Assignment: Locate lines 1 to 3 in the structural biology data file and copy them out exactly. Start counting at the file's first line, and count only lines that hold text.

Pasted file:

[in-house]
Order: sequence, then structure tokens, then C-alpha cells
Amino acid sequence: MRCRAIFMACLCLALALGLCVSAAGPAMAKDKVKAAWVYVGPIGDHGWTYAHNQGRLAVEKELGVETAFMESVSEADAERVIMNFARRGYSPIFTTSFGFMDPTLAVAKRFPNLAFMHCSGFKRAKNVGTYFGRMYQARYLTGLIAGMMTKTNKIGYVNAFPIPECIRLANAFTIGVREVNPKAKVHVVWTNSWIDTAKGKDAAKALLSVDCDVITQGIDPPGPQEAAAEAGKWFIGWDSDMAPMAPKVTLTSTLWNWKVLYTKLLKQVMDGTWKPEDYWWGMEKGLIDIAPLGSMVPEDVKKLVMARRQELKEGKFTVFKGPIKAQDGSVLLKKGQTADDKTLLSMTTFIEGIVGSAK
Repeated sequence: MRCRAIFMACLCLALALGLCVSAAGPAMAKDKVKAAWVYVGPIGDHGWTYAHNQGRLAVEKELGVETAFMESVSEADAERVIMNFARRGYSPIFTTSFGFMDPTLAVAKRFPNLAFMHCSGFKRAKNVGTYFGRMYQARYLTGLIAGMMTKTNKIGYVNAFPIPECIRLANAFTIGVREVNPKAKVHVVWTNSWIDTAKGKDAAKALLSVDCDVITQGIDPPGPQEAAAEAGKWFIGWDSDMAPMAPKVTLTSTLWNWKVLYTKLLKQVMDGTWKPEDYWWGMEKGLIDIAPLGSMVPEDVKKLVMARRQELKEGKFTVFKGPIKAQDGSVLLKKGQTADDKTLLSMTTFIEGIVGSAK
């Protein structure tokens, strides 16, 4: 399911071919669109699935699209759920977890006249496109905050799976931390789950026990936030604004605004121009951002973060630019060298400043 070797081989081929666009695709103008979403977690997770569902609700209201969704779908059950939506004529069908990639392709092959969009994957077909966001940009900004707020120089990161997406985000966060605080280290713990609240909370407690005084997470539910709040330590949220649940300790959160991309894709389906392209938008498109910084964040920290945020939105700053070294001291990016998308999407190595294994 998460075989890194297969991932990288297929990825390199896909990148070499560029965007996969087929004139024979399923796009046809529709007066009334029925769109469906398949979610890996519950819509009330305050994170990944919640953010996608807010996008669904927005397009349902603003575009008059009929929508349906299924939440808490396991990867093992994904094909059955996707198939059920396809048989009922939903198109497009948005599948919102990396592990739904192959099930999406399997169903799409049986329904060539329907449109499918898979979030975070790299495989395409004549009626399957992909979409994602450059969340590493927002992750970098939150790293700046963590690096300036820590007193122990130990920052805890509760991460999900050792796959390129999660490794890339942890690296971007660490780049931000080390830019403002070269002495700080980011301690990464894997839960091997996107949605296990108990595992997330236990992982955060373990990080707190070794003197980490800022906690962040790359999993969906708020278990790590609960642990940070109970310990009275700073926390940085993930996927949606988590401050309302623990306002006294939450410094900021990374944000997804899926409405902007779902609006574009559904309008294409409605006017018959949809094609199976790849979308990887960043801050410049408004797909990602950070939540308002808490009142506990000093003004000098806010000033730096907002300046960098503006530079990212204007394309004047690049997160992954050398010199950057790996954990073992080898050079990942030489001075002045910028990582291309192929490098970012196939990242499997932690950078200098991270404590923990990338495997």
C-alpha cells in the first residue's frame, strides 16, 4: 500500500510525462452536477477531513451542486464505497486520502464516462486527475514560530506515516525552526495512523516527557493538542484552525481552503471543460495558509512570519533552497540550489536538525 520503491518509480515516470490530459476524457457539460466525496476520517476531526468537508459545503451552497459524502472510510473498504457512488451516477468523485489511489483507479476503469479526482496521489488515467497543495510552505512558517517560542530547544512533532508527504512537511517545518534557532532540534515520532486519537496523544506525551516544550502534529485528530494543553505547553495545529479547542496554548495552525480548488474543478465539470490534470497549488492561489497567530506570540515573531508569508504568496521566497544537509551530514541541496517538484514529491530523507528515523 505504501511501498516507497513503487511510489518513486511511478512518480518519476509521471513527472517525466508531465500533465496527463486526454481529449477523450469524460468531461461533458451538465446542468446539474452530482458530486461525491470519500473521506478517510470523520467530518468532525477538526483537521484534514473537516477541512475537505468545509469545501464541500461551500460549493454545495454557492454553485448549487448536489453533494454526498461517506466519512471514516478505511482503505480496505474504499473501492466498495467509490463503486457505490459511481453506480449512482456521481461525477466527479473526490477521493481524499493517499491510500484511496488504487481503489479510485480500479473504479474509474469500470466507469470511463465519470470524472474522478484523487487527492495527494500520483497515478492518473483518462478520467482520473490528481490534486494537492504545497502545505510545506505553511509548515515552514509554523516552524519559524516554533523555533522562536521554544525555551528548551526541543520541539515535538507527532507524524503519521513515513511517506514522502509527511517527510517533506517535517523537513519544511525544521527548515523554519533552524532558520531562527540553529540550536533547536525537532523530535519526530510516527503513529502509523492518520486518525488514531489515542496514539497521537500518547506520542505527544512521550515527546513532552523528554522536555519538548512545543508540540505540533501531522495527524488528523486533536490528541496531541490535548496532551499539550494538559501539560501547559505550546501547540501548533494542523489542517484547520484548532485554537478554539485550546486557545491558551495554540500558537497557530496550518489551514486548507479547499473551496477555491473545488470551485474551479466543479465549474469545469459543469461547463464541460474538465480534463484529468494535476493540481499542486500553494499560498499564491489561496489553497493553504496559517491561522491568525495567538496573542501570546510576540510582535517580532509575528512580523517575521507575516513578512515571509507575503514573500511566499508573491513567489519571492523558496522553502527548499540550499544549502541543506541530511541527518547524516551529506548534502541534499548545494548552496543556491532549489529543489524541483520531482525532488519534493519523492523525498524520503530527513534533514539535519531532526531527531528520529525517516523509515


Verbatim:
[in-house]
Order: sequence, then structure tokens, then C-alpha cells
Amino acid sequence: MRCRAIFMACLCLALALGLCVSAAGPAMAKDKVKAAWVYVGPIGDHGWTYAHNQGRLAVEKELGVETAFMESVSEADAERVIMNFARRGYSPIFTTSFGFMDPTLAVAKRFPNLAFMHCSGFKRAKNVGTYFGRMYQARYLTGLIAGMMTKTNKIGYVNAFPIPECIRLANAFTIGVREVNPKAKVHVVWTNSWIDTAKGKDAAKALLSVDCDVITQGIDPPGPQEAAAEAGKWFIGWDSDMAPMAPKVTLTSTLWNWKVLYTKLLKQVMDGTWKPEDYWWGMEKGLIDIAPLGSMVPEDVKKLVMARRQELKEGKFTVFKGPIKAQDGSVLLKKGQTADDKTLLSMTTFIEGIVGSAK